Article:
CLG & Ors v Chief Constable of Merseyside Police [2015] EWCA Civ 836

Facts

The appellants were witnesses in a criminal matter being prosecuted by the respondent. Following violent threats, the appellants relocated and refused to give evidence against the accused for fear of reprisal. The police therefore served the appellants with a witness summons. The steps taken to serve the summons were recorded in a statement, which included the appellants’ new address. In breach of internal procedure, the statement was provided to the CPS, and then to the accused’s solicitors, without the appellants’ address being redacted. The accused’s solicitors then communicated this information to the accused. Upon discovering that their new address was known to the accused, the appellants issued proceedings against the defendants, claiming damages for personal injury, distress and financial loss. The appellants alleged common law negligence, breach of Articles 2 and 8 of the ECHR, and breach of section 4(1) of the Data Protection Act 1998. In addition to denying all breaches, the respondent argued that, even if they were in breach, witness immunity applied.

Trial decision

At first instance, HHJ Wood found that the respondents had indeed been careless, but nevertheless dismissed the claim on the basis that there was no duty of care, that neither Article 8 nor Article 2 of the of the ECHR had been breached, and that there had been no failure to comply with the Data Protection Act. He held, however, that if there had been a breach, witness immunity would not have applied.

On appeal

On appeal, the leading judgment was delivered by Moore-Bick LJ. On the question of negligence, Moore-Bick LJ was not prepared to go behind the trial judge’s decision that the police had been careless. However, after a careful review of the authorities, beginning with Hill v West Yorkshire Police [1989] AC 53, he agreed that no duty existed. In particular, he found that the appellant could not overcome the well-established principle that police forces owe no duty of care to members of the public in respect of the carrying out of their core functions. Moore-Bick LJ accepted, however, that this principle could be overcome where there had been an assumption of responsibility; although he found that there had been no such assumption in the instant case.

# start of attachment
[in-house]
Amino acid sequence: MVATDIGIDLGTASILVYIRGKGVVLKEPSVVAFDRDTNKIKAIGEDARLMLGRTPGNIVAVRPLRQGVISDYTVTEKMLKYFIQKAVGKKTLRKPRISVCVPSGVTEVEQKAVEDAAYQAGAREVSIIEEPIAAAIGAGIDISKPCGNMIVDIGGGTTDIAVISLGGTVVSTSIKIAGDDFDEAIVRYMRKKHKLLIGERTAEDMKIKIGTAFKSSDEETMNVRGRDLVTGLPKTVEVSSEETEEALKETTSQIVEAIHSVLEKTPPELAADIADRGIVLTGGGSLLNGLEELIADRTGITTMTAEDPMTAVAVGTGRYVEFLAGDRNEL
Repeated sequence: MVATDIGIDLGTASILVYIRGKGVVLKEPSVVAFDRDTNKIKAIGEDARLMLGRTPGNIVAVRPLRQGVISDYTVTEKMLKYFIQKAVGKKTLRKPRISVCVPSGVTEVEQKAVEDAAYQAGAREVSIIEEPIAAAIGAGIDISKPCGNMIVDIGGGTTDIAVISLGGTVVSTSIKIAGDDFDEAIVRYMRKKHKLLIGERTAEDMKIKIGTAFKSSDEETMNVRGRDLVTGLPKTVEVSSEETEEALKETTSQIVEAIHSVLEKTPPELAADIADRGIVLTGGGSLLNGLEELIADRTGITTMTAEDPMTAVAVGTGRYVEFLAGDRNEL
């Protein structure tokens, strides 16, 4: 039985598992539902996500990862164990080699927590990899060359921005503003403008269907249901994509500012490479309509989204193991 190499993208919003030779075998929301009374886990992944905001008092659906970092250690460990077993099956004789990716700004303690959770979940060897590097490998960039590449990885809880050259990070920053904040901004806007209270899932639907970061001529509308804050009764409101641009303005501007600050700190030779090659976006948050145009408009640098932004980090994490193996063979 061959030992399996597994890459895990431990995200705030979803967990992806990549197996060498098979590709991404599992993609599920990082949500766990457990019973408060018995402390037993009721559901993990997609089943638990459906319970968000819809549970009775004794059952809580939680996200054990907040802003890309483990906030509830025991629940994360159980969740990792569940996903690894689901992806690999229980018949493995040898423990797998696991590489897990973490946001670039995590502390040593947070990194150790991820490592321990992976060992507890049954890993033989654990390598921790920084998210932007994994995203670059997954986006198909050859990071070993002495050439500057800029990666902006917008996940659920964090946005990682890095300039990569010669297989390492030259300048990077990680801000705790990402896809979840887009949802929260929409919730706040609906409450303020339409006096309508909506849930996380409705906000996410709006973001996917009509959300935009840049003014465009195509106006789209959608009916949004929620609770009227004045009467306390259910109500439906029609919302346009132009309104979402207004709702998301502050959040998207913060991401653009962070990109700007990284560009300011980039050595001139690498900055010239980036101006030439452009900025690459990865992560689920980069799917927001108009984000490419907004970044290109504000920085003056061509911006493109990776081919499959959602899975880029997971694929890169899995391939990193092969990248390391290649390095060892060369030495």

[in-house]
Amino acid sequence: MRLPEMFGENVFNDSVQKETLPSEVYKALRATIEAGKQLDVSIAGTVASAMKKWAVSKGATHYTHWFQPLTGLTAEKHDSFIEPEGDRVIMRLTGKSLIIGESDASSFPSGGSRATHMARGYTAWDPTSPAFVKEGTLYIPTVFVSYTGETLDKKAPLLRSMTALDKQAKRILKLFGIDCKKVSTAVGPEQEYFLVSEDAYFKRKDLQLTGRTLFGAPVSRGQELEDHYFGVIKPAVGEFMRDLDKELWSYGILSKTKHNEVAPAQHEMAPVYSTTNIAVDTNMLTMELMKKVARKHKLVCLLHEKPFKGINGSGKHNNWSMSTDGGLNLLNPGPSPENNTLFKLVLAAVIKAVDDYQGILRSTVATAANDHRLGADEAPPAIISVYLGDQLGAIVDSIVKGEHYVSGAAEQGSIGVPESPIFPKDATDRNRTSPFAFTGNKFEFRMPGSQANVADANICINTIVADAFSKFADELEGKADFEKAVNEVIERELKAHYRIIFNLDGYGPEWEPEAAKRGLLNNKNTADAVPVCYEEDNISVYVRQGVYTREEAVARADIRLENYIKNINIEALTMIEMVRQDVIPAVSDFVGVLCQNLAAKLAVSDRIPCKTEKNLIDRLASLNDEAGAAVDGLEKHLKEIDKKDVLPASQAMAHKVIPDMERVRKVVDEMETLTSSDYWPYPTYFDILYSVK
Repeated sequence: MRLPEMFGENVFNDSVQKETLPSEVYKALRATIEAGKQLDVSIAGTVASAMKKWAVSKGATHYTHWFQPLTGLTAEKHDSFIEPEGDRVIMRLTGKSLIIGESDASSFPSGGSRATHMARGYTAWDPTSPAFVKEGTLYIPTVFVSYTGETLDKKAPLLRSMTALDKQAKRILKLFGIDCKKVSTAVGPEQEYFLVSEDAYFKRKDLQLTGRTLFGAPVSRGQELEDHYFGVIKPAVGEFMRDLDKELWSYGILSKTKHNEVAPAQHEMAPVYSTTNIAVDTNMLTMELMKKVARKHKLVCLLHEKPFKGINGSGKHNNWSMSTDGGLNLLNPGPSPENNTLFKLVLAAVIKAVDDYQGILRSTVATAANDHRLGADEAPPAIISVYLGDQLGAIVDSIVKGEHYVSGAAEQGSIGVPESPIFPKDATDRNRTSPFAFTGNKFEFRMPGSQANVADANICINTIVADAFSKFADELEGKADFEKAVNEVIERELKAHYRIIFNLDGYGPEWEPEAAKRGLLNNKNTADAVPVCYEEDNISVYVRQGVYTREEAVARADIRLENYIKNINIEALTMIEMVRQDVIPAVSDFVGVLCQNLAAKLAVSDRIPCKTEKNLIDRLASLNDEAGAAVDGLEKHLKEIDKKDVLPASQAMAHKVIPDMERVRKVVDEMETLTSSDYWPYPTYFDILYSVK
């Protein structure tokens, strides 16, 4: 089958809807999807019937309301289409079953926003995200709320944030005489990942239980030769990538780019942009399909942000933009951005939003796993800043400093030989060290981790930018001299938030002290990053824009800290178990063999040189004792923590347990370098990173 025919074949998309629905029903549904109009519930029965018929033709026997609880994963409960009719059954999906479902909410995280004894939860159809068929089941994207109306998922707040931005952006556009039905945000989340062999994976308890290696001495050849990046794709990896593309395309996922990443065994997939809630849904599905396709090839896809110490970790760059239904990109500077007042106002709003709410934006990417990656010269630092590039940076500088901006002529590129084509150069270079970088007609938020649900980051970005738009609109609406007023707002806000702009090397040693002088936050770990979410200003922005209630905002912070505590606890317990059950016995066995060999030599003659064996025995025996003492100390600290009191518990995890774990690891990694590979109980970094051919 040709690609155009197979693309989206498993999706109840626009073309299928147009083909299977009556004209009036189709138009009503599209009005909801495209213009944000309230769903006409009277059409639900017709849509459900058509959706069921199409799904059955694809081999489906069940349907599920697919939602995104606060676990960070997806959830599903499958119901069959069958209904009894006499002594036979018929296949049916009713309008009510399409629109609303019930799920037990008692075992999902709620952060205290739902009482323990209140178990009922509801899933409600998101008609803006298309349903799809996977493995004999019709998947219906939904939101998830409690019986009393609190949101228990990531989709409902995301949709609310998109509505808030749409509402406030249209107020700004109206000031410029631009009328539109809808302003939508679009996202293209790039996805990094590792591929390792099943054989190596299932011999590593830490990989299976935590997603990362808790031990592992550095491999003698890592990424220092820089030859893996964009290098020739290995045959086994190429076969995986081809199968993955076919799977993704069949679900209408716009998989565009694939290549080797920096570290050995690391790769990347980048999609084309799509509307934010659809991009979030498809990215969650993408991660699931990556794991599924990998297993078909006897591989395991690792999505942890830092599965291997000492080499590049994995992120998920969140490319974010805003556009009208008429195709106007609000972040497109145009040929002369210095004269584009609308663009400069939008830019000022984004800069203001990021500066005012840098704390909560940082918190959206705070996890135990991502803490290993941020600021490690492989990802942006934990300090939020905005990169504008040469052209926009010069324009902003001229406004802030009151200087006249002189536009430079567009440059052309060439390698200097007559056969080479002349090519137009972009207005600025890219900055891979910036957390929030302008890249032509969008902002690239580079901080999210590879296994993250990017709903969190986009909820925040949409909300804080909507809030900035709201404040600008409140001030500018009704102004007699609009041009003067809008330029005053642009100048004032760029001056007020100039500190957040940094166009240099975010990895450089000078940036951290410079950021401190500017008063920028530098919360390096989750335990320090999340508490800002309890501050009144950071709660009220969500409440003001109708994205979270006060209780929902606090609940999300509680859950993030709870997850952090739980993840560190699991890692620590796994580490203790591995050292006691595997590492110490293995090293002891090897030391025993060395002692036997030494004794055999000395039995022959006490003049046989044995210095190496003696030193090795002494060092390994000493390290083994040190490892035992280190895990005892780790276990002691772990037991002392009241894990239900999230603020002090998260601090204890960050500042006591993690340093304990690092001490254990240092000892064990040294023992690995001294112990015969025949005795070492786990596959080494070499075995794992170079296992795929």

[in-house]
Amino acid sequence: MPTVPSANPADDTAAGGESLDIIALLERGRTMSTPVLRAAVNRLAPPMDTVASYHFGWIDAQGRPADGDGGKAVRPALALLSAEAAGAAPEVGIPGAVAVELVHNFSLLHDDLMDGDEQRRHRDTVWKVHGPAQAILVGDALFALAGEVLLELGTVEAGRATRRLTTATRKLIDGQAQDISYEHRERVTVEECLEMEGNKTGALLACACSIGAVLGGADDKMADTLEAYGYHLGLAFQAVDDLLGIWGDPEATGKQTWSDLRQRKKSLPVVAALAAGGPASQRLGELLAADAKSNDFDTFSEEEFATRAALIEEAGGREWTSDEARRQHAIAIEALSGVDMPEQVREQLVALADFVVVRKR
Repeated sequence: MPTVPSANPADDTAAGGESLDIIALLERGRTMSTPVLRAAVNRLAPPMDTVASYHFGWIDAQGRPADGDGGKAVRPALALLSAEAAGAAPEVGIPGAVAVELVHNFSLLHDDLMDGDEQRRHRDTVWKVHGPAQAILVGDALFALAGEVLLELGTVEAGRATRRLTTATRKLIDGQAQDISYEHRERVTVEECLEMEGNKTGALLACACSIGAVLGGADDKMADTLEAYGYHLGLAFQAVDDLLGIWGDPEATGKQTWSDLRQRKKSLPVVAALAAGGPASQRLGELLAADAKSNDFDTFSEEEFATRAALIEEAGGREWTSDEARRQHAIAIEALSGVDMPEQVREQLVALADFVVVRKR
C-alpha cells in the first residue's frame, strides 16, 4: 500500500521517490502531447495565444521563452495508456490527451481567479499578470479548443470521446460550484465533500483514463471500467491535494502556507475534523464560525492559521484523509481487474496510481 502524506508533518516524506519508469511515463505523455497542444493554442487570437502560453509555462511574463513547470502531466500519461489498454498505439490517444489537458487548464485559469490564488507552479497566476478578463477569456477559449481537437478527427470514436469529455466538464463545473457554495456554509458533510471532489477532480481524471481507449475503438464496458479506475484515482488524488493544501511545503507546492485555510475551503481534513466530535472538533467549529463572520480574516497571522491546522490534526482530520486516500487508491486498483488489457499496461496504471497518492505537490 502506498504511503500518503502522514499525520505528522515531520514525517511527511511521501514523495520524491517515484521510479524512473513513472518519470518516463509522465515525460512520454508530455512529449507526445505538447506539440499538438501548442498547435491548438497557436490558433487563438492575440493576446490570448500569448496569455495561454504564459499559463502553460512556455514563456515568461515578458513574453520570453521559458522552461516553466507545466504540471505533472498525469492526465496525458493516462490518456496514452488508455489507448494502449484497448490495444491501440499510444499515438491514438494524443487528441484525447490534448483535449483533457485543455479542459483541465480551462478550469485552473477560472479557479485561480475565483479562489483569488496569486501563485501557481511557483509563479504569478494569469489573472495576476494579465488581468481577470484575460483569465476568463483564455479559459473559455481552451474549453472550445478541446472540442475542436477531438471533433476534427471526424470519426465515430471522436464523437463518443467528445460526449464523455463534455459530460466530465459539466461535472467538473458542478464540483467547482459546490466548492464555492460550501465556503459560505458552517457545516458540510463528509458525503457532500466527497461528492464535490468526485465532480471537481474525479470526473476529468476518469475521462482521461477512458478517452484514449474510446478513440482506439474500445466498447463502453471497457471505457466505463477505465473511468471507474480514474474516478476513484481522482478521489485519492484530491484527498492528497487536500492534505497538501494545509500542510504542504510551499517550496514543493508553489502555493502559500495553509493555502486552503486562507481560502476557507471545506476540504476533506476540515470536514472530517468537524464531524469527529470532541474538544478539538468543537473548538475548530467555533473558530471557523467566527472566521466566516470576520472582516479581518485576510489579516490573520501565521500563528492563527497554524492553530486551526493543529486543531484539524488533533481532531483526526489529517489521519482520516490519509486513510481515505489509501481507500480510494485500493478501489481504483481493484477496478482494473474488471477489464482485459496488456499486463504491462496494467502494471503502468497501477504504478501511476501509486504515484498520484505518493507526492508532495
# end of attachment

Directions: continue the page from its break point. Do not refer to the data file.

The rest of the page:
Moore-Bick LJ then went further, holding that, even if he were wrong, contrary to what had been held in the court below, the police would nevertheless have been protected by witness immunity, which applied not only to things said on the witness stand, but also to ‘statements made in preparation for giving evidence and to the communication by investigating officers of statements made by potential witnesses to other officers involved in the investigation.’ Applying the dicta of Lord Hoffmann in Taylor v Director of the Serious Fraud Office [1999] 2 AC 177, he found that the transmission of the statement by the police to the CPS was part and parcel of preparing to give evidence and so fell ‘squarely within’ the exception.

The appellants did not appeal the trial judge’s finding that there had been no breach of Article 2, but did pursue the Article 8 challenge. Again, Moore-Bick LJ rejected the appellants’ arguments, pointing out that the protection afforded under Article 8 is not unlimited, and did not apply to isolated acts of carelessness.

In relation to the Data Protection Act 1998, Moore-Bick LJ held that any disclosure in breach of the Act was protected by section 29 of the Act, which provided an exception where the disclosure was for the purposes of ‘the apprehension or prosecution of offenders,’ and that appropriate measures to prevent unauthorised or unlawful processing of personal data were in place in any event.

Ultimately, the appeal was dismissed.

Comment

In line with recent authorities, most notably Michael v The Chief Constable of South Wales Police [2015] UKSC 2, the Court of Appeal reaffirmed the generous extent of the immunity afforded to police in the careless investigation and handling of crimes. Claimant lawyers should take particular note of the case prior to embarking on such litigation considering that the extent of the immunity does not appear to be ripe for challenge any time soon.